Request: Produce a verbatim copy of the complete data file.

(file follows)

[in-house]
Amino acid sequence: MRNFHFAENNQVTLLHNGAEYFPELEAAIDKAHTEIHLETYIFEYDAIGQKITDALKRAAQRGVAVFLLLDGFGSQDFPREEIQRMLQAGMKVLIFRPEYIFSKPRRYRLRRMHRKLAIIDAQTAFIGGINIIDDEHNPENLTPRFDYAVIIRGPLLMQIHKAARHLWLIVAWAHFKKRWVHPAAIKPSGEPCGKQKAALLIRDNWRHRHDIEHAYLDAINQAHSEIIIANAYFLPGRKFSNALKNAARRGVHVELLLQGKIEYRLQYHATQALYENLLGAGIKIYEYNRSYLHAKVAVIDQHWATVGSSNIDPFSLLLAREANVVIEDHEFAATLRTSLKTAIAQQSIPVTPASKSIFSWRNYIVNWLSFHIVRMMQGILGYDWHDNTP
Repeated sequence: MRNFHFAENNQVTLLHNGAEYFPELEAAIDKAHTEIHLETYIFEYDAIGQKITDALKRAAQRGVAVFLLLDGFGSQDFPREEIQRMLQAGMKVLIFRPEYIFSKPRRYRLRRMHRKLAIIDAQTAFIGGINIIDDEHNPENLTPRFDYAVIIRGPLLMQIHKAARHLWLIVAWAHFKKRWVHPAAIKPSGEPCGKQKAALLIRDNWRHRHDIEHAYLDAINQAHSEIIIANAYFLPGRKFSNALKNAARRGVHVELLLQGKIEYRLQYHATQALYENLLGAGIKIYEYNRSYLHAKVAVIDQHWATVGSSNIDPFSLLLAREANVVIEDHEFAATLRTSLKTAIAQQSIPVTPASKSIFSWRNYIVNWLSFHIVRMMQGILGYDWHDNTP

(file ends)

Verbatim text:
[in-house]
Amino acid sequence: MRNFHFAENNQVTLLHNGAEYFPELEAAIDKAHTEIHLETYIFEYDAIGQKITDALKRAAQRGVAVFLLLDGFGSQDFPREEIQRMLQAGMKVLIFRPEYIFSKPRRYRLRRMHRKLAIIDAQTAFIGGINIIDDEHNPENLTPRFDYAVIIRGPLLMQIHKAARHLWLIVAWAHFKKRWVHPAAIKPSGEPCGKQKAALLIRDNWRHRHDIEHAYLDAINQAHSEIIIANAYFLPGRKFSNALKNAARRGVHVELLLQGKIEYRLQYHATQALYENLLGAGIKIYEYNRSYLHAKVAVIDQHWATVGSSNIDPFSLLLAREANVVIEDHEFAATLRTSLKTAIAQQSIPVTPASKSIFSWRNYIVNWLSFHIVRMMQGILGYDWHDNTP
Repeated sequence: MRNFHFAENNQVTLLHNGAEYFPELEAAIDKAHTEIHLETYIFEYDAIGQKITDALKRAAQRGVAVFLLLDGFGSQDFPREEIQRMLQAGMKVLIFRPEYIFSKPRRYRLRRMHRKLAIIDAQTAFIGGINIIDDEHNPENLTPRFDYAVIIRGPLLMQIHKAARHLWLIVAWAHFKKRWVHPAAIKPSGEPCGKQKAALLIRDNWRHRHDIEHAYLDAINQAHSEIIIANAYFLPGRKFSNALKNAARRGVHVELLLQGKIEYRLQYHATQALYENLLGAGIKIYEYNRSYLHAKVAVIDQHWATVGSSNIDPFSLLLAREANVVIEDHEFAATLRTSLKTAIAQQSIPVTPASKSIFSWRNYIVNWLSFHIVRMMQGILGYDWHDNTP